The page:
Professional strengths examples: Marketing, networking, research, sales, reporting, product development, bookkeeping, data analysis

Personal strengths examples: Enthusiasm, dedication, determination, discipline, kindness, humility

Note that numbers and data should “prove” your professional strengths, while stories and anecdotes should help show your personal strengths. This is especially helpful when speaking with an interviewers who uses the STAR method of interviewing.

What’s your greatest strength — hard skills vs soft skills

Once you’ve assembled a list of possible strengths, it’s time to decide which one is the most appealing for different types of positions or companies. In general, it’s a good idea to have an example of both a hard skill greatest strength and a soft skill greatest strength so that you are prepared for anything. 

Hard skills are job-specific abilities learned through education or experience. These are things that can be quantified with a yes/no or pass/fail type of clarity. Hard skills allow for testing and it is easy for job applicants to back up their hard skill claims with examples of past work or success. While the quality of work for a hard skill may be up for debate, it’s easy to assess if the person does or does not have that skill.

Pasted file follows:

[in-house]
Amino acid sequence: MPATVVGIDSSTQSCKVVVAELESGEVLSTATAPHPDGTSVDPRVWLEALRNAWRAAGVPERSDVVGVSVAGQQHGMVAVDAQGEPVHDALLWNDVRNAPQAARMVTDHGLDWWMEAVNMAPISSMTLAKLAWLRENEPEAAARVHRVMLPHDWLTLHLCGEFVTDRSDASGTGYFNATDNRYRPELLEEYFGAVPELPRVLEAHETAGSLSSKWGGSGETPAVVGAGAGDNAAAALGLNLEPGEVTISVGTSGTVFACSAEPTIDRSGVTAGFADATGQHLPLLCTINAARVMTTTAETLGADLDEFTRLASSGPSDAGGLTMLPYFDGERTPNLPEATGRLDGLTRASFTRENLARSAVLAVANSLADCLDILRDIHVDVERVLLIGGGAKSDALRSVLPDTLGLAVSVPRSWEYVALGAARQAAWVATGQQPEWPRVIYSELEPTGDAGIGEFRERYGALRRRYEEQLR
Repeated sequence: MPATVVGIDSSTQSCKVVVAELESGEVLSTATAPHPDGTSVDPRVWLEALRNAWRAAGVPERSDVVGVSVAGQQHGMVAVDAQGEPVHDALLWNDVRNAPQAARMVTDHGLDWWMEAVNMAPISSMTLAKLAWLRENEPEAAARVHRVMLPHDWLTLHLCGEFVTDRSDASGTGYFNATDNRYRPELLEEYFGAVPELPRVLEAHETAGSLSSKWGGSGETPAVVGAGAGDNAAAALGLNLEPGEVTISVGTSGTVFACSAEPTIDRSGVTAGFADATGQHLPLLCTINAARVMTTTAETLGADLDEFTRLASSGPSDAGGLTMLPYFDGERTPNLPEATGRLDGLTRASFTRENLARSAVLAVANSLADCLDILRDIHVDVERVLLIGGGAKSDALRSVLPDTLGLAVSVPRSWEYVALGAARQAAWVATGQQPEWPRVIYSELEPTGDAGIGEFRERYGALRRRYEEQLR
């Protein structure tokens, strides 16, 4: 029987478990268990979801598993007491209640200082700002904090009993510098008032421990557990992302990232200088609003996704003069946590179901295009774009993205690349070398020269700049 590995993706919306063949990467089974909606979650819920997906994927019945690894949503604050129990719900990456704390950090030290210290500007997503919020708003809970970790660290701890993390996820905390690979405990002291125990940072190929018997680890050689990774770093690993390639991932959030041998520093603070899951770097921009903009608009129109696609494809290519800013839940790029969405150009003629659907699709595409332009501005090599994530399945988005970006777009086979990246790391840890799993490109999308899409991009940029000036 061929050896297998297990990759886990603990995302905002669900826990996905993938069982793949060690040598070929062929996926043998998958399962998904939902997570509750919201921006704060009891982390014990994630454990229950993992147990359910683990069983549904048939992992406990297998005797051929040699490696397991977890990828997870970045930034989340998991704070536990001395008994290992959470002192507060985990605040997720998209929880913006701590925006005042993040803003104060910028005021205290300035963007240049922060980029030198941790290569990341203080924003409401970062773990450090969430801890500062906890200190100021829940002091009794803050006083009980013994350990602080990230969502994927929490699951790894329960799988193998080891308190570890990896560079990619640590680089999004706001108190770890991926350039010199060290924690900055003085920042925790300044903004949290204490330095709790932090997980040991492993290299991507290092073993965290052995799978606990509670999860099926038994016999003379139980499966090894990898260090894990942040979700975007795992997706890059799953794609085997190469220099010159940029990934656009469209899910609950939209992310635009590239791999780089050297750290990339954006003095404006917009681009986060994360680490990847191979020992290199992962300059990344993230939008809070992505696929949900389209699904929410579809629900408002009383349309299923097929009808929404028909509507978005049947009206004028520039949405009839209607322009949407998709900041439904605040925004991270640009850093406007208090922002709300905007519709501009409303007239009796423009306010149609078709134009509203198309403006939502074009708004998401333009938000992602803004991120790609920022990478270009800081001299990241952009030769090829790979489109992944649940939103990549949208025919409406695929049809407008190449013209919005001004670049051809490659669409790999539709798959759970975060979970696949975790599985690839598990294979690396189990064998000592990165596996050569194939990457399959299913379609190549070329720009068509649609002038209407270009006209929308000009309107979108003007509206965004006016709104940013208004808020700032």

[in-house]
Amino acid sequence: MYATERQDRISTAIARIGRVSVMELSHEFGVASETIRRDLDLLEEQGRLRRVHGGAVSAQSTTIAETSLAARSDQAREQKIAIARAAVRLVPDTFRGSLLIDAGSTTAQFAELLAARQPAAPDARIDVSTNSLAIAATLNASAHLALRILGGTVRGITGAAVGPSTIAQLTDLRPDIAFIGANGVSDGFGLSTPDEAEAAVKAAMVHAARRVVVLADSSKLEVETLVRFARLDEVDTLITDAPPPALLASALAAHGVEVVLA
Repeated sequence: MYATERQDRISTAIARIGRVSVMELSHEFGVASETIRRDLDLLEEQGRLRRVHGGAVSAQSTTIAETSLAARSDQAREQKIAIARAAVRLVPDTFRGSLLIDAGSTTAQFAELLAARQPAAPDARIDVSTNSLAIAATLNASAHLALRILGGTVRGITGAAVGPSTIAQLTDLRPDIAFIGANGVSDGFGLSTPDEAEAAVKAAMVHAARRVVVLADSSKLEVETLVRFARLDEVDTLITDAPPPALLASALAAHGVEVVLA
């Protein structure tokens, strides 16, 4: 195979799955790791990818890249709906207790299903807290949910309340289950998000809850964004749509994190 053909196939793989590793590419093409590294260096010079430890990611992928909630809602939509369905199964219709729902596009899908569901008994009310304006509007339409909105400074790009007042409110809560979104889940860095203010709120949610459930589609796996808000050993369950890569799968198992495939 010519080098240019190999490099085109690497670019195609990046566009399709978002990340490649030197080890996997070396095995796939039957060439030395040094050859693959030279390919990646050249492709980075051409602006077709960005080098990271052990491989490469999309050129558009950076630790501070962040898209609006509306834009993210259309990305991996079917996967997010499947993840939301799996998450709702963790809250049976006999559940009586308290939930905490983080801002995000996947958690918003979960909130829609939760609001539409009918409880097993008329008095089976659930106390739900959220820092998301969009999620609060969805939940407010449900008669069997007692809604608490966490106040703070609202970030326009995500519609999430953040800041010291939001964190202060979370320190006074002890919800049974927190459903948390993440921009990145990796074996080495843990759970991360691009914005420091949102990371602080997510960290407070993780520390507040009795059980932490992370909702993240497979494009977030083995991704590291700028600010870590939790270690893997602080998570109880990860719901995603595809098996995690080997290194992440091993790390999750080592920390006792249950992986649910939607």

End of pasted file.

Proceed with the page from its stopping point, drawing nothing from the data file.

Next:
Hard skill greatest strength examples include things like: 

  • Masonry
  • Copywriting
  • Welding
  • Wound cleaning
  • Mural painting

The opposite of a hard skill is a soft skill. Soft skills (A.K.A “people skills”) are not skills that can be easily replicated by a machine. They tend to be much more qualitative than hard skills which means that showcasing soft skills requires a more story-like approach to really highlight your best attributes. 

Greatest strength examples for soft skills include:

  • Trustworthiness
  • Honesty
  • Communication
  • Delegation
  • Time management

Get a second opinion

It can be hard to identify your own greatest strength. If you’re struggling to come up with a greatest strength to talk about in an interview, it’s time for a second opinion. Getting perspective from someone else can help you get a clearer view on what makes you a standout candidate.